Cork area news
With not much to do during lockdown it has been great to look back at some classic performances from days gone by.
On many occasions my father shared classic stories of both fantastic performances by pigeons and fanciers over an age where pigeons were an important part of people's lives. The rivalry between northside and southside fanciers was serious business and to step into the unknown was like Armstrong's first step on the moon!!!... One such fancier to step into the unknown was Danny Keneally who raced in the Cork Southern RPC. Danny had decided to take his chances at flying Lerwick into Cork being a successful flyer from Thurso 502 Miles the temptation of Lerwick 640 miles got the better of him and the decision was made to prepare 4 entries for the race.
My father Michael Crean often clocked for Dan as sometimes Dan’s job, which was a tobacco maker, would see him otherwise tied up. His loft was situated near his job in Victoria Cross, Cork which is now part of the University College, Cork Campus.
Station master at Cork Railway loading up the pigeons
While Danny began to prepare his entries disaster struck when his cocker spaniel dog gained entry into the loft and did the unquestionable. At this stage Danny was upset but not beaten yet by any means, he decided to refocus and get another team ready for the task.
The forecast was good with northeast winds predicted so hopefully lady luck would appear to do the rest.
The Eire National released the birds and a long journey to Ireland had begun with Cork being the longest fly and a new record to be set. Some said it couldn’t be done, some said it was cruelty to send that far but on the 3rd morning of the race Danny was on his way to church and my father and grandfather were passing on their way to work when they were flagged down.’ I did it’ he said, the hen arrived early this morning ‘call tonight to see the record breaker’. On calling that night Danny gifted my father the eggs she had gone to the race on.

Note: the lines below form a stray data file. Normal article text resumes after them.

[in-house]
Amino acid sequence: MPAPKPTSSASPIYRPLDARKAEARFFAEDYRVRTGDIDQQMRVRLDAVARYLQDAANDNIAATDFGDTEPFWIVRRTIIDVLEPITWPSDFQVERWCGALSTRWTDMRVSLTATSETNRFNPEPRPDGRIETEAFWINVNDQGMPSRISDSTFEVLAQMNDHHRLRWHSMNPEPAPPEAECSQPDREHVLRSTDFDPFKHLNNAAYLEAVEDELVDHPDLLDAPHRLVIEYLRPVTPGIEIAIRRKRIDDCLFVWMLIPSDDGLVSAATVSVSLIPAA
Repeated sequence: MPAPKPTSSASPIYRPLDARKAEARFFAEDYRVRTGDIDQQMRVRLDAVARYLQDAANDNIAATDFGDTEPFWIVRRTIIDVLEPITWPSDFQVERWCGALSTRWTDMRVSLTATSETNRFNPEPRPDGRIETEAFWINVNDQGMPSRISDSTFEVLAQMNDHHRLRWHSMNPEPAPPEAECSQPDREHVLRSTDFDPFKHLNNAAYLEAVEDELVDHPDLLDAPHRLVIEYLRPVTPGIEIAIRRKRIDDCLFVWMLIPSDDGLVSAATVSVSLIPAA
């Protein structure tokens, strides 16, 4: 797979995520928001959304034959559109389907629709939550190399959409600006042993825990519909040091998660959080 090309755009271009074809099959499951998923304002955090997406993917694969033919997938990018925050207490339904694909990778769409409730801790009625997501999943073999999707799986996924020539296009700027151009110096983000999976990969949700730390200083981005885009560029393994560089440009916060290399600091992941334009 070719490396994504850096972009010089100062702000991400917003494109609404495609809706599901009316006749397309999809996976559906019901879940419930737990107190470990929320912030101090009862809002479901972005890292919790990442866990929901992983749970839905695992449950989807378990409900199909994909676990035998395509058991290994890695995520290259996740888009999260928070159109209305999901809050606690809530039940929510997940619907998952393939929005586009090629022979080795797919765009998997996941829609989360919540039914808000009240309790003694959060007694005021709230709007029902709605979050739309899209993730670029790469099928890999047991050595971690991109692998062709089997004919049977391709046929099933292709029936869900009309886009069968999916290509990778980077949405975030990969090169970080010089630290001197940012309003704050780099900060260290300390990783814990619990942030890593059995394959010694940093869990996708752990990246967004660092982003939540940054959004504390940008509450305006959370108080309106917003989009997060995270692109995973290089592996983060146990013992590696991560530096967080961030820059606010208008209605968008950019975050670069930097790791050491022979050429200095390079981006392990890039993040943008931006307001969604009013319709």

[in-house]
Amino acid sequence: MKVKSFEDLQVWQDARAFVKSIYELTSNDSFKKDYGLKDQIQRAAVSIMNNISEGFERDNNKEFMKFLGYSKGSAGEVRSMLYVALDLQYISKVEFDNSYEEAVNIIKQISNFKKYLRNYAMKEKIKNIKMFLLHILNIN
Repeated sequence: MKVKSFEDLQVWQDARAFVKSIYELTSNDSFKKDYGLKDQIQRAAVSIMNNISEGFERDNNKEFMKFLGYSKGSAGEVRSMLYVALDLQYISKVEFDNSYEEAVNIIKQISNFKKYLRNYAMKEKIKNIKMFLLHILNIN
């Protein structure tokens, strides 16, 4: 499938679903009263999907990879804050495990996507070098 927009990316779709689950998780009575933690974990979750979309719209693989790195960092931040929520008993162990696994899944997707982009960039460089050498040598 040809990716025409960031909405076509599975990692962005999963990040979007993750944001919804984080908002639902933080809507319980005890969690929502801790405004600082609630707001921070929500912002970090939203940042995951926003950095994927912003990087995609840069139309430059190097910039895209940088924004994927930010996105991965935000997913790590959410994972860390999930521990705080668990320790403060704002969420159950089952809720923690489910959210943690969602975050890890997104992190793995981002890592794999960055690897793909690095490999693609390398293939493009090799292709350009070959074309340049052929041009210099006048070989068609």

Danny's achievement was noted all over Ireland and many travelled to see and purchase this great bird but to no avail.
In 1967 Ireland's national broadcaster RTE sent a very young Bill O’Herlihy to interview Danny. Bill O’Herlihy later became one of the best sports broadcasters Ireland ever produced so it was two legends of sport in an interview. This is what the article read:
Bill O’Herlihy investigates the breeding, training and racing of pigeons.
Bill O'Herlihy RTE sports reporter
Dan Kenneally from Cork, one of the best known breeders and racers in the south of Ireland explains how a pigeon is trained. A good bird is one capable of flying long distances and repeating that performance.
Dan explains the training process for a pigeon and while he may start off training 20 pigeons, if he is lucky he will finish with half that amount as a number of the birds will fall prey to hawks, power wires, or be shot.
Irish homing unions in Belfast and Dublin control the sport and from April to September birds are sent by rail for weekend races in Ireland, Britain and France.
There are cash prizes for each race and the pigeon classics are very profitable. Irish races are not as lucrative as those in Scotland or England although the Grand National into Belfast offers £5000, with the winner collecting £500.
Dan explains how the betting pool works. While betting is a big draw, he is adamant pigeon racing is a credible sport as everyone is waiting to see their bird come home.
A ‘Newsbeat’ report from 11 May 1967. The reporter is Bill O’Herlihy.
Photo 1 Danny Kenneally
Photo 2 Danny’s loft
Photo 3 Station master at Cork Railway loading up the pigeons
Photo 4 Bill O Herlihy RTE sports reporter